I’ve been reading The Martian which recently came out with a film as well. The book is written by Andy Weir, who’s a space and astronomy fan and geek. I watched the film first before my boss lent me the book and as I had just finished reading House of Hades, Percy Jackson’s Heroes of Olympus series. So I was a little annoyed to find out that it wasn’t the last book yet! Now I have to go out and get it…but I am a little dry financially so that have to hold for a little while.
So it was good timing that I got my hands on The Martian so I can have some me-time on the train and read on that 1 hour journeys to work. That was also one of my missions: to reduce my phone usage and do more useful things instead of being on the phone. Reading is relaxing and I get to learn new stuffs. So it’s a win-win!
When I first watched the movie, I have had a brief commentary and feedback from Mr R about the film as he had watched it first. So I was really looking forward to watching it based on the good reviews and the premise of the story! What stood out for me was the character of Mark Watney. He was hilarious and such an exciting character! He made staying on Mars pretty cool and exciting. Although I can’t imagine the loneliness and carrying the weight of knowing that you may likely die on this planet, alone.
So it was truly exciting to actually read the book and read it more in depth with the space terms, what it means (although I still don’t understand half of what it is talking about). But it was so informative and rich! And I realised how different space technology is now since my fascination with space when I was young. The technology has changed so much that it has become closer now and easier to go to the out reaches of our solar system and even beyond. I still just can’t comprehend the vastness of it and how far mankind has gone to only capture 1/1000th of the universe.
That to me was amazing. I can only imagine what it must feel like to be floating in a vacuum space and not touching earth or the ground. No more having the limits of the sky and clouds that changes from day to night. No more cars or traffic on the road. You can roam wherever you want. No more crowd of people jostling about on a Friday night in town. It’s just you and your fellow astronaut mates out there.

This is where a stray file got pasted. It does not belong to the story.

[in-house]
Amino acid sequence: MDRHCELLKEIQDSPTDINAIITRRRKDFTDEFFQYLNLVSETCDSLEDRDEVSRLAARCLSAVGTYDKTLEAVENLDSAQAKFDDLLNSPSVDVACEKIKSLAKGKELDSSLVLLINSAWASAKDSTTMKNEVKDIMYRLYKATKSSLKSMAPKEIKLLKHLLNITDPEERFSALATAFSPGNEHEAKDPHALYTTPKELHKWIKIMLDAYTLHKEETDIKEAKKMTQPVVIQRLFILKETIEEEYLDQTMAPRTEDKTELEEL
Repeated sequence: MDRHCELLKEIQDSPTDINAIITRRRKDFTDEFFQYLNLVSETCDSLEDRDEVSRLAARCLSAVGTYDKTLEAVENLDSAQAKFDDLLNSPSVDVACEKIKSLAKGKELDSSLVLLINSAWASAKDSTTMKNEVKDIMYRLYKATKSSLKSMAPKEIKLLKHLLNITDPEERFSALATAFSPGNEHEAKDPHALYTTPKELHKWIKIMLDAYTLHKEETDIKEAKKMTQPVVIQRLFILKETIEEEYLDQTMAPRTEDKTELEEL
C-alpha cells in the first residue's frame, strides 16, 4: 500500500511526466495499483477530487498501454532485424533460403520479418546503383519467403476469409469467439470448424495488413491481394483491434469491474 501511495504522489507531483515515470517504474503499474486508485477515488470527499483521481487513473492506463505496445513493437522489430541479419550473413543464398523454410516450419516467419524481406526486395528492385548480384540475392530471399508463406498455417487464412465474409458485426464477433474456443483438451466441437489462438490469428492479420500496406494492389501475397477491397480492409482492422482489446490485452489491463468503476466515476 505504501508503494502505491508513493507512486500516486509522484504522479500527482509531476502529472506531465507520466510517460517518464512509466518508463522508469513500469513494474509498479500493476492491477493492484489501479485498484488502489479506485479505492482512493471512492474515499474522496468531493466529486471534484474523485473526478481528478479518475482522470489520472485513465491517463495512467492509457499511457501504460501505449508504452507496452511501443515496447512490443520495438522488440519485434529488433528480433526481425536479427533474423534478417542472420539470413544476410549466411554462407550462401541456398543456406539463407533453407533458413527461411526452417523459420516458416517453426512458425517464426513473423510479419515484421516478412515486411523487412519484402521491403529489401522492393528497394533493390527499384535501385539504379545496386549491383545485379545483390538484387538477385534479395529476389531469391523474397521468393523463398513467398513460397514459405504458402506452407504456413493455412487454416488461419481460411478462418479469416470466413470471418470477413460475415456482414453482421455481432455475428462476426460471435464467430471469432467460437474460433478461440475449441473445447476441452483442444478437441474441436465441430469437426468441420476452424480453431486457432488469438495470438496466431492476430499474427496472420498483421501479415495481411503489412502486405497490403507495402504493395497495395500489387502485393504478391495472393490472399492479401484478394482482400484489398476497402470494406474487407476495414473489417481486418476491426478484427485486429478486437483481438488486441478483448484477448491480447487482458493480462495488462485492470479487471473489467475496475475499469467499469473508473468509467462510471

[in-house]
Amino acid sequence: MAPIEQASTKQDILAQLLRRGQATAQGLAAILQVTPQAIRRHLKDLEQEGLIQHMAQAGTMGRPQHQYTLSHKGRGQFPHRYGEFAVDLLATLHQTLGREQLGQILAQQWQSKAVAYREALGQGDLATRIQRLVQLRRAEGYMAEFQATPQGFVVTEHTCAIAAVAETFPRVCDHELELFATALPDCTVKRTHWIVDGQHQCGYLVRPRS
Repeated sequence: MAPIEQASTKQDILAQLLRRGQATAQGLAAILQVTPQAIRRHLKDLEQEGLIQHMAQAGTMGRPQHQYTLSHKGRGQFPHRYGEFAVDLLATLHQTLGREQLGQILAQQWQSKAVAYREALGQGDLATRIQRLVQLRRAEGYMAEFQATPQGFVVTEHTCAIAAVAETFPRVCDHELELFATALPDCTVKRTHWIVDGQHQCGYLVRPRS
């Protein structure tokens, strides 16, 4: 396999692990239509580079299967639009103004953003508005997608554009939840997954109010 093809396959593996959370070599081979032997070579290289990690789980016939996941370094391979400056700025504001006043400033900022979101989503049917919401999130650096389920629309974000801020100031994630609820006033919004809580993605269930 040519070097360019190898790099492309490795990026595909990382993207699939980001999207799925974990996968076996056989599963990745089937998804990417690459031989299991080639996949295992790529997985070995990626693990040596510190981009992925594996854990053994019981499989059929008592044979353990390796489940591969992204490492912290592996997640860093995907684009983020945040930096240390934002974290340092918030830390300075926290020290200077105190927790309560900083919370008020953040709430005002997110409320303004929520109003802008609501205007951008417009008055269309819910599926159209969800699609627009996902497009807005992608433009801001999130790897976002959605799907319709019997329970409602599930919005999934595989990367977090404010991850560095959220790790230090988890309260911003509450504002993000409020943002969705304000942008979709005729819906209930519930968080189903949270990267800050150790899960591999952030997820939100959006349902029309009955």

Of course it’s a new set of environment challenges. No more oxygen, no driving or walking to where you want to go. Everything is a calculated risk. Out in space, it’s all about real science and mathematics.
And that is what I learnt from reading the book! Everything you do is a precision in calculation and science study of how things work. Food rations and how long can you survive with what you have, what it takes to grow your own food, calculating the amount of density, pressure, chemical reactions and how can you make oxygen.
Now I understood why my Math and Science teacher kept harping and drilling to me about the importance of the subject and the basics of calculations and your periodic table. I never saw how vast these subjects are and what it does in my everyday life! Instead I was cursing and swearing as to why I should care about trigonometry and pi! What the hell does pi do!
I would say The Martian thought a lot to me about being humble because there are so much more things I do not know about the world. That there is a bigger thing at work and that my small whiny inconsequential dilemmas on Earth is just a tiny dot in the big gigantic universe. It also thought me truly the importance of Mathematics and Science. How I think everything around us, even down to the air we breathe as well as the cells are made up of precise calculations and combinations of molecules making up particles.
It’s truly one of the beauties and awe-ness of the world and universe. And if you’re not humbled by that, I would say you’re one egoistic moron!
So in conclusion, I can’t be sure scientifically if Mark Watney can truly survive in Mars for that length of time. Or if he can really grow food up there. But damn, if those scientific explanations really work and are true, he just made me appreciate science and Maths a whole damn a lot more now!
I dropped A.Maths in secondary school as it was dragging my Elementary Mathematics grade as well … *shakes head* what in the world was I doing back then?!
Why didn’t our Maths lecturer taught us the beauty side of it!